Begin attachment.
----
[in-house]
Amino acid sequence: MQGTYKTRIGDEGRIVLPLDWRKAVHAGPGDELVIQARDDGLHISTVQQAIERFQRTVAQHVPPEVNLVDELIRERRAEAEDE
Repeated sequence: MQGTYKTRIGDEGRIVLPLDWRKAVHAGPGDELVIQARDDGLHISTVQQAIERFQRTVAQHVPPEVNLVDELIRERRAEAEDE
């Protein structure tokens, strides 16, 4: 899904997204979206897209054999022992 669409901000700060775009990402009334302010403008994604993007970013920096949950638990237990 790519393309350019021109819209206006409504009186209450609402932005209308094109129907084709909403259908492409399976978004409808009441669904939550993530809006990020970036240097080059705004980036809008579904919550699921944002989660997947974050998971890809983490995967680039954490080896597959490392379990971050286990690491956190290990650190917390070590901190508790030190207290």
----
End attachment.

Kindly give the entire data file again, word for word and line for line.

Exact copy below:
[in-house]
Amino acid sequence: MQGTYKTRIGDEGRIVLPLDWRKAVHAGPGDELVIQARDDGLHISTVQQAIERFQRTVAQHVPPEVNLVDELIRERRAEAEDE
Repeated sequence: MQGTYKTRIGDEGRIVLPLDWRKAVHAGPGDELVIQARDDGLHISTVQQAIERFQRTVAQHVPPEVNLVDELIRERRAEAEDE
């Protein structure tokens, strides 16, 4: 899904997204979206897209054999022992 669409901000700060775009990402009334302010403008994604993007970013920096949950638990237990 790519393309350019021109819209206006409504009186209450609402932005209308094109129907084709909403259908492409399976978004409808009441669904939550993530809006990020970036240097080059705004980036809008579904919550699921944002989660997947974050998971890809983490995967680039954490080896597959490392379990971050286990690491956190290990650190917390070590901190508790030190207290």